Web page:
The new plan re-affirms SCAI’s traditional strengths: education, quality, and advocacy. We will introduce new programmes in all of those areas. The plan also emphasises a new area—research. Dr Kenneth Rosenfield, SCAI’s president-elect, has a passion for research and will lead us in developing interventional research. Two other over-arching concepts that permeate the new plan are efforts to engage and encourage early career interventionists and fellows, and to increase our international presence through international educational programmes and membership.
What do you think, as a society, SCAI offers the interventional cardiologist?
SCAI is the voice of the interventional cardiovascular profession and the home for interventional cardiologists. We are only society in the USA that focuses solely on serving interventionalists and their patients and the only worldwide interventional cardiovascular society.
Also, SCAI members say that what they value most about SCAI are our educational offerings, particularly the annual scientific sessions. Members value the relatively intimate settings where they can engage world-renowned interventionalists close-up.
Another unique and popular feature of SCAI is our inclusiveness. In the last eight months, we have appointed more than 150 members to committees, workgroups, writing groups, and advocacy teams. Committee membership is open and it is still possible to walk into a committee meeting at the annual scientific sessions and participate.
What will be the focus of the 2016 meeting?
This year’s programme will focus on bringing evidence to clinical practice. Most of the sessions will present the latest evidence and use real cases to discuss how to translate evidence into clinical practice.
This will be in the theme of all the tracks. A full-day coronary track will focus on “CHIP”—complex high-risk interventional procedures. These sessions will show how evidence for proper patient selection, technique and outcomes for complex procedures leads to success in real cases. Our peripheral tracks and structural heart tracks will also be looking at translating evidence into clinical practice. Additionally, a programme on congenital heart disease interventions is nested within the structural programme.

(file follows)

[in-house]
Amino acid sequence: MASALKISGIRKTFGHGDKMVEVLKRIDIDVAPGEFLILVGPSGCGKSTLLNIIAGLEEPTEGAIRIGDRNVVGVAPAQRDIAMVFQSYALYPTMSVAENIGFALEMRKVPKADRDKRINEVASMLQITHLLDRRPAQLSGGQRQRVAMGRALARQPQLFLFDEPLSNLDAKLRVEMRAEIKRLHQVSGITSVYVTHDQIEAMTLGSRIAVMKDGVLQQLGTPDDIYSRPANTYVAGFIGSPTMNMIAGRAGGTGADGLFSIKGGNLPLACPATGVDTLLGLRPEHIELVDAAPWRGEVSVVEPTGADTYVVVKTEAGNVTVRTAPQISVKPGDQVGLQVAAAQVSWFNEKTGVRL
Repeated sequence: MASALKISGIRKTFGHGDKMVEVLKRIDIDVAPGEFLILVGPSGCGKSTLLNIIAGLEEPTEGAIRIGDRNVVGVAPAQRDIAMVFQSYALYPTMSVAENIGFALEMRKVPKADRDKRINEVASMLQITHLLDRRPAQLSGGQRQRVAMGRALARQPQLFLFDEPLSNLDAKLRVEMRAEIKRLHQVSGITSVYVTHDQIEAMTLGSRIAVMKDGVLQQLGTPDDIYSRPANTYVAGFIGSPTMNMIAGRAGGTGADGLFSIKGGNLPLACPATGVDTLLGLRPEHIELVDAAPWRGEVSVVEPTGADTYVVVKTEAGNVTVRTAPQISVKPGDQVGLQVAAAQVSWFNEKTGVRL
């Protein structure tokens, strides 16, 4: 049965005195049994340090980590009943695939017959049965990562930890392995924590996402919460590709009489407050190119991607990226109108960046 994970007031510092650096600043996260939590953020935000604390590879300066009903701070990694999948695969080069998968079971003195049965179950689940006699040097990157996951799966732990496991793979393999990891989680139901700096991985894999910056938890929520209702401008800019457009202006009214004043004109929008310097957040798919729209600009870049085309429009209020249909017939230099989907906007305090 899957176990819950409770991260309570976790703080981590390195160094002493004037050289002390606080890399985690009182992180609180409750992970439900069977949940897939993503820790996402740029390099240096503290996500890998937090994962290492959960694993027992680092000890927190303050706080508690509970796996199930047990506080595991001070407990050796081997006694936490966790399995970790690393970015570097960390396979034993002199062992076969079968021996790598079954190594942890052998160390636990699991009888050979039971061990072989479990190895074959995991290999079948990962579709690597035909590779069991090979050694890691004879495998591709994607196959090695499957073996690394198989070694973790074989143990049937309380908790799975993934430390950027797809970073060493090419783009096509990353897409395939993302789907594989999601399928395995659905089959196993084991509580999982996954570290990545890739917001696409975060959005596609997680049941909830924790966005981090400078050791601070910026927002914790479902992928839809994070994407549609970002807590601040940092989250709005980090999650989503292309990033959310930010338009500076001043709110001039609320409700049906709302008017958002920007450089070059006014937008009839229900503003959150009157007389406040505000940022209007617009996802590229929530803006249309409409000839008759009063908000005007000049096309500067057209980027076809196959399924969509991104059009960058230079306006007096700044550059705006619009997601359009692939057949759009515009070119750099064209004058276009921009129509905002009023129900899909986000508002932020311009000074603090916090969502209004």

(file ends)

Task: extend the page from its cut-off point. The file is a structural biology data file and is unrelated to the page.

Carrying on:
Finally our quality track, which is unique to SCAI, will focus on the important elements for certification, education, and operational aspects of the cath lab, as well as reimbursement and occupational hazards.
This year we will also pay tribute to female interventional cardiologists who have served as role models for younger colleagues and influenced our specialty.
In summary, SCAI 2016 will be the best SCAI annual meeting yet! Our quest in bringing our colleagues and recognising our emerging leaders and luminaries will be evident by our incredible faculty for this year’s meeting.
You helped to coordinate and direct the “ProvenPCI” programme. What is the goal of the programme and what has it achieved so far?
ProvenCare PCI is a Geisinger Health System programme that started in 2007 to improve the quality and efficiency of interventional coronary procedures. Our interventional team has identified 33 best practice elements that we commit to accomplishing before, during, and after every PCI. Most are guideline-based or evidence-based. For each element, we either do it or document a legitimate reason for not doing it. Currently, we complete 96% of the best practice elements. These are tracked, reported, updated annually, and constantly subjected to quality improvement programmes in an effort to hit 100%.
The final component is contracting with insurance companies to increase routine payment for PCI in return for not charging for PCI complications. We save money by performing excellent, evidence-based PCI that minimises complications, and we share the savings with the insurer.
What advice would you give an interventional cardiologist who is just starting out in their career?
Become an excellent interventionist—find and cultivate a mentor. Also, be humble enough to recognise that everyone has something to teach you.